Companies might have to lay off employees to remain profitable or in business. Where last-in-first-out stock valuation accounting policies are used, profits will be quickly dented, reflecting higher stock costs. Cashflow will fall because of more expensive stock, or else companies will try to stretch their trade creditors’ goodwill even farther. Companies that can control their working capital interactions are more likely to survive than those with poor credit, stock, and trade creditor management practices.


Credit insurance

Companies’ trade credit insurance premia might increase, or be stopped of their financial position deteriorates. Credit insurance providers stopped providing credit protection to Woolworths’ suppliers, meaning it had to pay in cash, exacerbating the strain of its debt pile and leading to its administration. Without credit insurance, factoring of invoices, and conventional credit from suppliers, Toys R Us had to buy its games and toys as they were delivered. Without cash, a company’s shelves soon begin to empty, payments become overdue, staff are not paid, and operations grind to a halt, i.e., bankruptcy or insolvency ensues.



Companies that have low gearing or operate in strong cashflow sectors such as fast-moving consumer groups, might withstand a cash crisis by raising additional debt, but companies already creaking under a mountain of debt and/or debtors, are more likely to break under the strain, and relatively sooner.

Almost 2/3 of aluminium and 1/3 of steel are imported by the US. Caterpillar and Boeing were caught in the firing line between the US and its trading partners because of their heavy and critical reliance on metals, and their international operations. Investors realised the negative implications so both companies’ shares dumped, sending their prices down more than 5%.


Winners and losers

Shareholders in US steel makers made a mint from US tariffs, US Steel and AK Steel, for example, rose 6% and 10% respectively. In the longer-term, US steelmakers could lose out from trade wars, however, for example, if manufacturers relocate, cut back on domestic production volumes, or use alternatives materials.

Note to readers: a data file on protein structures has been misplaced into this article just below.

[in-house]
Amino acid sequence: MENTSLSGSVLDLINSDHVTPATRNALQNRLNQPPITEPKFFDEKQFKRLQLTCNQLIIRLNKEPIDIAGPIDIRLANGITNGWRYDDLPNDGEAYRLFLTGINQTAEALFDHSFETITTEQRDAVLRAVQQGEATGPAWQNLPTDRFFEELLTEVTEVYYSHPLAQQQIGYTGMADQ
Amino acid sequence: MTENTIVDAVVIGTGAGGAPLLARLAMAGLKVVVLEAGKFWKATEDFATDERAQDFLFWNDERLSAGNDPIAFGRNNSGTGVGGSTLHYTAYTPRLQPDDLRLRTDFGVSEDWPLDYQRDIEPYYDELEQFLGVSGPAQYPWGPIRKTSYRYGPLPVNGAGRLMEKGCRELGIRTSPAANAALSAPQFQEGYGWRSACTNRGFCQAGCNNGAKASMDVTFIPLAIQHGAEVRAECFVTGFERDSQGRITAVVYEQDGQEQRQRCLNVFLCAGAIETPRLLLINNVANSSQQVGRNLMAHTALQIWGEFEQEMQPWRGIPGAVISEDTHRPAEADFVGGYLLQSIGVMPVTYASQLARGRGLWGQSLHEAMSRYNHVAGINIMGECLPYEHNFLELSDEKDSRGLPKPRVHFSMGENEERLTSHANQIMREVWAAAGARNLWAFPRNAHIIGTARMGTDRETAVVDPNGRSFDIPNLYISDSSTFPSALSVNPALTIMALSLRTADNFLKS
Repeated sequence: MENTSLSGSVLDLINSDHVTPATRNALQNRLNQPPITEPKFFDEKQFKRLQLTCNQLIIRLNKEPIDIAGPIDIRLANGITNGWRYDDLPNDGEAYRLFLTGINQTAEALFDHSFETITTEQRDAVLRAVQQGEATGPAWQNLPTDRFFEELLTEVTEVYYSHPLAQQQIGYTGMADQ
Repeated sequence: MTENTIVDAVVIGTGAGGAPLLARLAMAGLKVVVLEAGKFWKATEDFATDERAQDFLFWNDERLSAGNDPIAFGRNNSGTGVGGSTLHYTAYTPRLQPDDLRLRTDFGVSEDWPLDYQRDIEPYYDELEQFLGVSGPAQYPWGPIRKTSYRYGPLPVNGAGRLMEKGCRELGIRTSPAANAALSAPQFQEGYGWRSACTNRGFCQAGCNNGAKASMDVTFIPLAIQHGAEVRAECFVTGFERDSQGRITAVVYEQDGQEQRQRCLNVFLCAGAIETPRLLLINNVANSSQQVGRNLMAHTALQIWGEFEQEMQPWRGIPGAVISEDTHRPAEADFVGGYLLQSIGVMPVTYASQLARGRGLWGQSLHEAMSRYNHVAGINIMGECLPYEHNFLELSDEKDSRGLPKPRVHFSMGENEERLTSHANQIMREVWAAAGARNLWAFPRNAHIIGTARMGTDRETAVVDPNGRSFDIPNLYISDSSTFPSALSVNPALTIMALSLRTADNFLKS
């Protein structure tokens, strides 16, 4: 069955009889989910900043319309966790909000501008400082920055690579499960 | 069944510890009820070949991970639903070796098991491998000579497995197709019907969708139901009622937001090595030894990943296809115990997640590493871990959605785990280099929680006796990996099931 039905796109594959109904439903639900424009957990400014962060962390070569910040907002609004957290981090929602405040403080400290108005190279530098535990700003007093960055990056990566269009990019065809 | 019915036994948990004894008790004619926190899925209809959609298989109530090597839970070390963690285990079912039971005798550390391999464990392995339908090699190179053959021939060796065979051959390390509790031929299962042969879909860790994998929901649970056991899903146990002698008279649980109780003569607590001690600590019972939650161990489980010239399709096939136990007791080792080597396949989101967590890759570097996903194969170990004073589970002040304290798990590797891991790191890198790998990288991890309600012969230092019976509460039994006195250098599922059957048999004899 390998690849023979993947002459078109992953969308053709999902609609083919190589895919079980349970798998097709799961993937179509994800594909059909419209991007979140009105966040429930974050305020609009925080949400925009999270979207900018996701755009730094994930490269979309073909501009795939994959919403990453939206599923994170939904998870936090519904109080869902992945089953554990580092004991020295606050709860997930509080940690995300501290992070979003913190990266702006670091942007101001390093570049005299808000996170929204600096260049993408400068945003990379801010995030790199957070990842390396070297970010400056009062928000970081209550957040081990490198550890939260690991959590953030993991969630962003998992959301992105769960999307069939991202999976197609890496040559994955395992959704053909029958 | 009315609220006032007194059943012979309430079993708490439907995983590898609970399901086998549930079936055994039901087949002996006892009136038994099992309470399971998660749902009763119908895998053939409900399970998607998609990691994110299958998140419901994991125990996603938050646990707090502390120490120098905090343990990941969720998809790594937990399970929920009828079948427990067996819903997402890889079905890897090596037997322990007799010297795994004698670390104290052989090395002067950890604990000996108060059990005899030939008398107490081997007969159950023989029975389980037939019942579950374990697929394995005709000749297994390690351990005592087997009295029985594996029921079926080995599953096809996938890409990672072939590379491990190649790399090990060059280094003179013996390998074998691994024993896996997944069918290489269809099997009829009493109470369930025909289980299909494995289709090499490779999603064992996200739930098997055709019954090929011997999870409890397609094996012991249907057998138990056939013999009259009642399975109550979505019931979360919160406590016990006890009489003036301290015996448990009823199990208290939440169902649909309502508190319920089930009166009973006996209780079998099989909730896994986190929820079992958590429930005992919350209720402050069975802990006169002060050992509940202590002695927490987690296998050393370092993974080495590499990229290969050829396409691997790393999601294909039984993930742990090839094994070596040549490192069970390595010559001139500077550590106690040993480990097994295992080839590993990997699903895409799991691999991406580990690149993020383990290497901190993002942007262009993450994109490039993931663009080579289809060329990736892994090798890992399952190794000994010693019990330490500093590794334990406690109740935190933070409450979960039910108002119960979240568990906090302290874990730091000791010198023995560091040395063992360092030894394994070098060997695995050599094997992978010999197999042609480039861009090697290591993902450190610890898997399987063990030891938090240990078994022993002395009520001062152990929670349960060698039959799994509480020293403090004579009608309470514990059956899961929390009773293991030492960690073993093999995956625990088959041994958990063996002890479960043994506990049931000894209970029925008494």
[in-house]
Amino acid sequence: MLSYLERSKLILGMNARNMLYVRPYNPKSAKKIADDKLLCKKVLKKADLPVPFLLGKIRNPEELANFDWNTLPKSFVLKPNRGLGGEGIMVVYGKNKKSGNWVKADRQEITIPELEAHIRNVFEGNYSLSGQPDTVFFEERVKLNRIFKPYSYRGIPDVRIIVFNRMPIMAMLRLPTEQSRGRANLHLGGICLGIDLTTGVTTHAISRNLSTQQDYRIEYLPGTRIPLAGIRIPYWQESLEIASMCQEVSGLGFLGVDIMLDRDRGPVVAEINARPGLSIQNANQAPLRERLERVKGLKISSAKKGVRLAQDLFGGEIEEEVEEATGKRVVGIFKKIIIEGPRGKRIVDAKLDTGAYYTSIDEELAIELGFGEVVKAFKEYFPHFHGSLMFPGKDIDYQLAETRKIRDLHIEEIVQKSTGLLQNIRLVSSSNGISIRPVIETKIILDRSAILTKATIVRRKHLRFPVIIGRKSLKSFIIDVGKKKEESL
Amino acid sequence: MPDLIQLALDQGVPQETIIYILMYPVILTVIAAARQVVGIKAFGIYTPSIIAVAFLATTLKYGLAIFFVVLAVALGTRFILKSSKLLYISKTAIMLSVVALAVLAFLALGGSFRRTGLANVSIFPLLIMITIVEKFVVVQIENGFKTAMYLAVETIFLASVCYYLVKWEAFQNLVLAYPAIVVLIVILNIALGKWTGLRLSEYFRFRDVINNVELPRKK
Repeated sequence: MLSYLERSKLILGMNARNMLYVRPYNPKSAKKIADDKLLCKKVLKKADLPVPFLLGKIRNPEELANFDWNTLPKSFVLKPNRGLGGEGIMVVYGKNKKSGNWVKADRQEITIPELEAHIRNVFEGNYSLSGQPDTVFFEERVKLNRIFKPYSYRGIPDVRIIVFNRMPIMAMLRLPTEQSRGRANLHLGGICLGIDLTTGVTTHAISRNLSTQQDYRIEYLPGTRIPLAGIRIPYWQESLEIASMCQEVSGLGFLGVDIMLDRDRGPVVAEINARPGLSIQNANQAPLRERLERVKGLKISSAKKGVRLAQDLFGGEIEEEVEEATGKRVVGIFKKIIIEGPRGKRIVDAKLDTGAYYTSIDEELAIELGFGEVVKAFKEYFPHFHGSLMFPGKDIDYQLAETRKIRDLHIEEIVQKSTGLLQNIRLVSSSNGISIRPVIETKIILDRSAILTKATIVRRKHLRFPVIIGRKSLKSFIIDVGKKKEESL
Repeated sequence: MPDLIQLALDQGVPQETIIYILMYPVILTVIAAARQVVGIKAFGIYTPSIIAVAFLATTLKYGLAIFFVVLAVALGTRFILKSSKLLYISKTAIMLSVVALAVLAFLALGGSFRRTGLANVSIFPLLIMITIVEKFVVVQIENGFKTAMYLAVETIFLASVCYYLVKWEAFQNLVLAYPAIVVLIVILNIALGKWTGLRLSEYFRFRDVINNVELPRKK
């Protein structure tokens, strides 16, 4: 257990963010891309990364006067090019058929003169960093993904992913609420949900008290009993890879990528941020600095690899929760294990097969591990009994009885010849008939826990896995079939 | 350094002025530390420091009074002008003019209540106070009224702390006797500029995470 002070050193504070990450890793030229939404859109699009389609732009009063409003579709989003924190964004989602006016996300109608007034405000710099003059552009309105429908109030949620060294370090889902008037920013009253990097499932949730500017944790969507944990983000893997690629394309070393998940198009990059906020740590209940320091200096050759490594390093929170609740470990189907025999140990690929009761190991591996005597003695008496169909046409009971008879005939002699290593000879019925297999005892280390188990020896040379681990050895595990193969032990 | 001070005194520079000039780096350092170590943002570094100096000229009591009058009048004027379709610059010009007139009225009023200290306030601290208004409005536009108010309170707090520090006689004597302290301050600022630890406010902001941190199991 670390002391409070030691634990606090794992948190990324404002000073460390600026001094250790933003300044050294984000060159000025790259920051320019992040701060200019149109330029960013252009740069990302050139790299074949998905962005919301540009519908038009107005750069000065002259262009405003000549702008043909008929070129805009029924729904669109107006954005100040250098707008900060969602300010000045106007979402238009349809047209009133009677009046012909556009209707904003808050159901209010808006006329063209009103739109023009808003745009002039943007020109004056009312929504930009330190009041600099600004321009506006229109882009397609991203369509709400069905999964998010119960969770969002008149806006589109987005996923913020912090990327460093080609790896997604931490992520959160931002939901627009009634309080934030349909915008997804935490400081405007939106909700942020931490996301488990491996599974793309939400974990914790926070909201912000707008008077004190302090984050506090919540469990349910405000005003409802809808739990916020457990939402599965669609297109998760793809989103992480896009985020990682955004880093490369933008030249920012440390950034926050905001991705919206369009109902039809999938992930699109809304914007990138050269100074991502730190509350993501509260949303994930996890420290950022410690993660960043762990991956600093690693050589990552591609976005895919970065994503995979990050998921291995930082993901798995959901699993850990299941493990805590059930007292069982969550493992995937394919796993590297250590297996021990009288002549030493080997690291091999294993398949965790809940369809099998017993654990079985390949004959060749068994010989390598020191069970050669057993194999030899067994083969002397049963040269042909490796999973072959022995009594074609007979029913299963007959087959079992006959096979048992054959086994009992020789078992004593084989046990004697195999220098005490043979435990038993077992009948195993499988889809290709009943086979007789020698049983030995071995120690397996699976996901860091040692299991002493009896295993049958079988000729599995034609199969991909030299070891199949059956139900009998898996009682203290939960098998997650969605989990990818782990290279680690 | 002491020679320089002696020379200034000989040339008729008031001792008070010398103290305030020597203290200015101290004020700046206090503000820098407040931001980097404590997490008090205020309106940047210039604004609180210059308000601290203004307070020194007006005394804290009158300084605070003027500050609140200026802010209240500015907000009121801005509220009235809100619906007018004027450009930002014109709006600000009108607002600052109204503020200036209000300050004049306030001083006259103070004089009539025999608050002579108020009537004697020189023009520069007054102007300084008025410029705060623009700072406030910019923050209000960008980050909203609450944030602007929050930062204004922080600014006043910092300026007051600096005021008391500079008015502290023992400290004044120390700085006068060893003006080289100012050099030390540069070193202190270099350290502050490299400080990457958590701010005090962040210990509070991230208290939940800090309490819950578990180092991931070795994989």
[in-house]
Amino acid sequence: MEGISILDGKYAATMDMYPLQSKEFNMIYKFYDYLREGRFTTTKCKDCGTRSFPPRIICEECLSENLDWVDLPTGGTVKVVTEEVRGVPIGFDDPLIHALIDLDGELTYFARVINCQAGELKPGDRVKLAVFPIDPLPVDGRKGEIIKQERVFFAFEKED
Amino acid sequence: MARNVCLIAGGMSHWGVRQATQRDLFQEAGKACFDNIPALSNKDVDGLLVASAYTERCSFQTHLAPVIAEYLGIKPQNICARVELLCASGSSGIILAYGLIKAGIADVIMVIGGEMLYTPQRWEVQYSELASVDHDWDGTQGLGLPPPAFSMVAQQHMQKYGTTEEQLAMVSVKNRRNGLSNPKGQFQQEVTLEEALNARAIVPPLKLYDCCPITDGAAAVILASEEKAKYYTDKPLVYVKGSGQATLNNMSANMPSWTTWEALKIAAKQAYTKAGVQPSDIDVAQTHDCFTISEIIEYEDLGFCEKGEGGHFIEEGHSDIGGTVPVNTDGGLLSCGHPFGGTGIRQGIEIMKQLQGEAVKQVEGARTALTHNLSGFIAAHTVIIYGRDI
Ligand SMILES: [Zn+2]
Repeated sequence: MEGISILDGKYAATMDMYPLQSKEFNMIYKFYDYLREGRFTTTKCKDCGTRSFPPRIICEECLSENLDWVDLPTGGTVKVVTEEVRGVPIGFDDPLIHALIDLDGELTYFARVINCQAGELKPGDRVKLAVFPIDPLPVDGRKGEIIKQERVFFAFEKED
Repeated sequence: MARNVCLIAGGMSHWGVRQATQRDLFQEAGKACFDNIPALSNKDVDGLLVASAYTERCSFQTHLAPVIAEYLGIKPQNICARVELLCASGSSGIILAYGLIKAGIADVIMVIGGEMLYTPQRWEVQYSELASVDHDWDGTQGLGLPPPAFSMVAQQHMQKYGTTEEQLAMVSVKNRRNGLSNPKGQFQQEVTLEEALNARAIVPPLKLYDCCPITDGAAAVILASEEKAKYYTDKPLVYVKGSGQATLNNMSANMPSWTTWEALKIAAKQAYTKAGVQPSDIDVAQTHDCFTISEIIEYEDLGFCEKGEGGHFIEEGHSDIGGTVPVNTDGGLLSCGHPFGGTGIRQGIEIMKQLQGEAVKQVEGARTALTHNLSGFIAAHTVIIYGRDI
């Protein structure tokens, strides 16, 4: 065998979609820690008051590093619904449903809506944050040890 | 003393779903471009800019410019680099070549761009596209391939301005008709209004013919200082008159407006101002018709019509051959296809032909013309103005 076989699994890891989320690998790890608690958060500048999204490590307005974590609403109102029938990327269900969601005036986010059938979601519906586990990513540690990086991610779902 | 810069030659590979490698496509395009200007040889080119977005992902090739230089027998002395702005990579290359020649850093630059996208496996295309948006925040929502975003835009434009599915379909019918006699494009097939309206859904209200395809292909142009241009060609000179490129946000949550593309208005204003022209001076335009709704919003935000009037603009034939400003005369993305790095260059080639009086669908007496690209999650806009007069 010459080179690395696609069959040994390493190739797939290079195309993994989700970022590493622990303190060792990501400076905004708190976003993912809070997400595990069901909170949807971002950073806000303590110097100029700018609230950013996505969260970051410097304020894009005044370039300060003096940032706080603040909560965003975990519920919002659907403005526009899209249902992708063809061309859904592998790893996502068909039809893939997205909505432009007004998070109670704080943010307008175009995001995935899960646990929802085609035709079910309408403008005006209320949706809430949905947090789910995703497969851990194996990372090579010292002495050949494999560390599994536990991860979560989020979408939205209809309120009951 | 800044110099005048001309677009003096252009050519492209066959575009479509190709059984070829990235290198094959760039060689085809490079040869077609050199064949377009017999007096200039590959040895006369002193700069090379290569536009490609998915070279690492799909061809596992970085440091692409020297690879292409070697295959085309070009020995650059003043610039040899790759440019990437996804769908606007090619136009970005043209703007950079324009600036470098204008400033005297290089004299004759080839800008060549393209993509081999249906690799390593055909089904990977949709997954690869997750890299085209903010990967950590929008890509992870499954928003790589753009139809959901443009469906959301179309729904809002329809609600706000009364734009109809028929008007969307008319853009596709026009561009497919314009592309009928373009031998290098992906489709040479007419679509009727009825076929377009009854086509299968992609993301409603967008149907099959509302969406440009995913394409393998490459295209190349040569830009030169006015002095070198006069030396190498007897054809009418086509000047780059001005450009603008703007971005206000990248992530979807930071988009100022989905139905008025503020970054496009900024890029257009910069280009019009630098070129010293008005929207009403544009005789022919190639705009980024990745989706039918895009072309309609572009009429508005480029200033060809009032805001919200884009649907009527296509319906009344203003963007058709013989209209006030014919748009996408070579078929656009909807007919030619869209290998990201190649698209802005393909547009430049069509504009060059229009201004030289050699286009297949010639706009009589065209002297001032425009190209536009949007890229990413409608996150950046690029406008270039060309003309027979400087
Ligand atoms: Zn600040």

Other winners in the latest trade spat are companies that are more inward-looking or resilient to tit-for-tat retaliation, such as healthcare and BioTech. For example, shareholders in Johnson & Johnson, Merck, and Pfizer were some of the biggest winners in March. Other defensive regions and sectors include: Australia, Brazil, parts of Europe and Japan, and sectors such as telecoms, utilities, insurance, and retail. Countries whose GDP depends heavily on exports to the US, such as Mexico and Canada, are likely to suffer most from US protectionism.



Companies are in the cross-fire between trading countries, so they need to, above all, pay close attention to their cash flow and their survival over the longer term, even at the expense of near-term profit and revenues. They also need to monitor a changing geopolitical landscape and adapt accordingly. At such times, a company is likely to soon find out how committed banks and other investors really are to the company’s survival.




With the ongoing spat between the United States and China, which seems to be only getting uglier, Katina Hristova explores the history of trade wars and the lessons that they teach us.


Trade wars date back to, well, the beginning or international trade. From British King William of Orange putting steep tariffs on French wine in 1689 to encourage the British to drink their own alcohol, through to the Boston Tea Party protest when the Sons of Liberty organisation protested the Tea Act of May 10 1773, which allowed the British East India company to sell tea from China in American colonies without paying any taxes – 17th and 18th century saw their fair share of trade related arguments on an international level.


Boston Tea Party/Credit:Wikimedia Commons